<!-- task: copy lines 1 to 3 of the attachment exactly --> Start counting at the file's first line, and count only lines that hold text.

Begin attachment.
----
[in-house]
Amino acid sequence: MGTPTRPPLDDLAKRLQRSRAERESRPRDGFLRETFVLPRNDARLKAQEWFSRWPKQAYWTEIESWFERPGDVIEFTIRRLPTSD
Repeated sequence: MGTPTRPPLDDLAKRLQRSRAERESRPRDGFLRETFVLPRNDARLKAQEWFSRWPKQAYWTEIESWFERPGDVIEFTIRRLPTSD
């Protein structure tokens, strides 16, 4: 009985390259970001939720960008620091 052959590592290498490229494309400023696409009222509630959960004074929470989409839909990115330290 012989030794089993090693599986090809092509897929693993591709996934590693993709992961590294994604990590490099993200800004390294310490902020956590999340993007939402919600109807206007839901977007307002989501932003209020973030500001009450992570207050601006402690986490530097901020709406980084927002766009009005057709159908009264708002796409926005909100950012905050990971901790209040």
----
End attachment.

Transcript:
[in-house]
Amino acid sequence: MGTPTRPPLDDLAKRLQRSRAERESRPRDGFLRETFVLPRNDARLKAQEWFSRWPKQAYWTEIESWFERPGDVIEFTIRRLPTSD
Repeated sequence: MGTPTRPPLDDLAKRLQRSRAERESRPRDGFLRETFVLPRNDARLKAQEWFSRWPKQAYWTEIESWFERPGDVIEFTIRRLPTSD